The analyses of the lessons by the observation instrument Teach-HTR were discussed in detail, as well as a couple of videotaped examples selected by the interviewer to sharpen some questions (for example, ‘What is your aim when you address this group like that rather than providing them with the answer?’; ‘What is your aim with using this particular photograph?’).

Data analysis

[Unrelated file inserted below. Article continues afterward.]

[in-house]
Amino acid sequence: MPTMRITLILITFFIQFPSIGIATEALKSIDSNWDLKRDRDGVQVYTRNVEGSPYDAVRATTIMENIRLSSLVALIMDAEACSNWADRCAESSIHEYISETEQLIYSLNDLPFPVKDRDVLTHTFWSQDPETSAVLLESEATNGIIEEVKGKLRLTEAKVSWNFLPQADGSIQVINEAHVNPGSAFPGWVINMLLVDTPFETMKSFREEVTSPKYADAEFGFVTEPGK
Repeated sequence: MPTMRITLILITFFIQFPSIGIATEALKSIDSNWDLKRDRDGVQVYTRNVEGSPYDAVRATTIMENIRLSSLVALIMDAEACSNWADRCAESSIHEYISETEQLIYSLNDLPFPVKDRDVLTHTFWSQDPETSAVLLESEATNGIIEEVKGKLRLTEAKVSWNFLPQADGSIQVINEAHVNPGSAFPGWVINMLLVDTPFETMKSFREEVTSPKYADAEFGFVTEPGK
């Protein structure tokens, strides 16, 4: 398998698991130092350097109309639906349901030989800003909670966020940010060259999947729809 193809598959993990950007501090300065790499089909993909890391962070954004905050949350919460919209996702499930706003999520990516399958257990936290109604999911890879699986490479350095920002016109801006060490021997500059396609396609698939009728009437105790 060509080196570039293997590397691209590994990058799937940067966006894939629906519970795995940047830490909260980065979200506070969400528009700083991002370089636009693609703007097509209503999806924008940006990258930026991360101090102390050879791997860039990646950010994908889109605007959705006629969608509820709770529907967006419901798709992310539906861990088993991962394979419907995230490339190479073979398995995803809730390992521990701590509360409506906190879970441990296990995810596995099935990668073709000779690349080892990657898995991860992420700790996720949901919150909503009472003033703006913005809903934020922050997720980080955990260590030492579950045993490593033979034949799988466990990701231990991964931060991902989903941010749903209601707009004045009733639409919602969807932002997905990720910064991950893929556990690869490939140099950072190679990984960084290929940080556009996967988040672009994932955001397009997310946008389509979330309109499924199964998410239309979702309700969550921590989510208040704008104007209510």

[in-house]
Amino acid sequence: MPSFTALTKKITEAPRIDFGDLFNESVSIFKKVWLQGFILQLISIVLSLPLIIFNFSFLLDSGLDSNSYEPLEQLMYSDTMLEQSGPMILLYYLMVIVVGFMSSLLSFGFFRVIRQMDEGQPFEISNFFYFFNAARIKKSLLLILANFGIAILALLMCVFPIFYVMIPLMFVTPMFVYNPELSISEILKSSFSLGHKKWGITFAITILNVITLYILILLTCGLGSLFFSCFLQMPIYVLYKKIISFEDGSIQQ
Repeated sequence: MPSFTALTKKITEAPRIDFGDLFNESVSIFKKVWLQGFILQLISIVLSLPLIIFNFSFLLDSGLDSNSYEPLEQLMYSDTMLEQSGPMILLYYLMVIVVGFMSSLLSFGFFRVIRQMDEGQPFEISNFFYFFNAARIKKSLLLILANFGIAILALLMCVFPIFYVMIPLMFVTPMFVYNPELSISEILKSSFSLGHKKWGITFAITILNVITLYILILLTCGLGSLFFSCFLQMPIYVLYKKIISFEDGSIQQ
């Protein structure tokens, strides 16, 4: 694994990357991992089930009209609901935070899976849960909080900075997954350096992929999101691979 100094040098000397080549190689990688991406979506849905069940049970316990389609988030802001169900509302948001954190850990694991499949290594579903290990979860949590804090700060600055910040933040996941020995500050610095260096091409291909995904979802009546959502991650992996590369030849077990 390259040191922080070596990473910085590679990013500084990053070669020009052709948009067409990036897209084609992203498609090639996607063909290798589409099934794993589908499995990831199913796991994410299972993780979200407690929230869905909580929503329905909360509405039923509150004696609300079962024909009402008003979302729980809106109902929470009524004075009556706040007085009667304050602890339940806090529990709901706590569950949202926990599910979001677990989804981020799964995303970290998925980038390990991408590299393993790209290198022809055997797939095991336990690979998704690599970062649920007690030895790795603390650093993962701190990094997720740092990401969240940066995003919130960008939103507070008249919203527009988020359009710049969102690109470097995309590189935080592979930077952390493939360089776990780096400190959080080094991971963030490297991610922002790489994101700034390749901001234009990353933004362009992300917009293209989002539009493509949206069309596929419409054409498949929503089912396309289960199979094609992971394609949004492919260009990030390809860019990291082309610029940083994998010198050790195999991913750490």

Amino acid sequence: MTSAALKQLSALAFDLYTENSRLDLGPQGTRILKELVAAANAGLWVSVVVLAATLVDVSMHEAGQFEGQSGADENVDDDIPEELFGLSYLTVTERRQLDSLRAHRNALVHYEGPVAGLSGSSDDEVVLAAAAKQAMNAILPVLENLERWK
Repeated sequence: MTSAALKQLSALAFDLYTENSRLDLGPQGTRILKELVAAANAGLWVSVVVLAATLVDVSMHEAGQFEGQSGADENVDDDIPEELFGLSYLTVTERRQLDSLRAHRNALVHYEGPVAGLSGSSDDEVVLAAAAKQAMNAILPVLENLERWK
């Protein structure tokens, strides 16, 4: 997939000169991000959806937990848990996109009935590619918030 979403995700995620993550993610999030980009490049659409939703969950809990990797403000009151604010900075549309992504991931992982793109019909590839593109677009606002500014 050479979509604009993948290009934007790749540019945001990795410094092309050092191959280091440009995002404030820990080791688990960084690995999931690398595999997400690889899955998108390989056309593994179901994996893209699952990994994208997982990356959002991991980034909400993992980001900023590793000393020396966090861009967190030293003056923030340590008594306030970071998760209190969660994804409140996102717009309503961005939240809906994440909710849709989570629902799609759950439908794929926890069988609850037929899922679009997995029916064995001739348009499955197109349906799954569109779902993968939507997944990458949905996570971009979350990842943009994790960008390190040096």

The aim of the data analysis was to gain an insight into teachers’ beliefs about history, their goals and how they approach these in the classroom. The interviews were transcribed and analysed by the first author. A coding scheme was developed, based on both deductive and inductive coding strategies (Miles and Huberman, 1994). The coding scheme was discussed among all three authors. From the outset, the focus was clear, and the answers to several questions were to reflect: (1) the participants’ goals for teaching history (why teach history?; see Table 3); and (2) their ideas about the teaching of history (how to teach history). The transcripts were divided into segments representing answers to these main questions. Categorization was developed from the literature, but also from themes that emerged during the interviews and in close cooperation with all three authors. The categorizing of goals was based on Tuithof’s (2017) work: cultural stock-in-trade, historical reasoning, overview over time, different perspective, entertainment, moral lesson, to explain current affairs, and preparation for academic or scientific thinking. We added the category ‘general skills’ to cover goals such as training students in group work or note-taking, and combined historical skills, such as working with sources, with the category historical reasoning. Teachers’ ideas about the teaching of history were grouped in nine categories, using a bottom-up approach according to what they discussed in the interviews: project work with uncertain outcome, lectures, combination of lectures and students’ tasks, working with sources, tasks that require recall, whole-class discussion, visual material, on-site learning and having visitors to class. Furthermore, using this categorization and the interview data, the classification of Nygren (2009) was used to characterize teachers’ ideas: the categories were multi-perspectivity, narrative history, social scientific history and an eclectic strategy.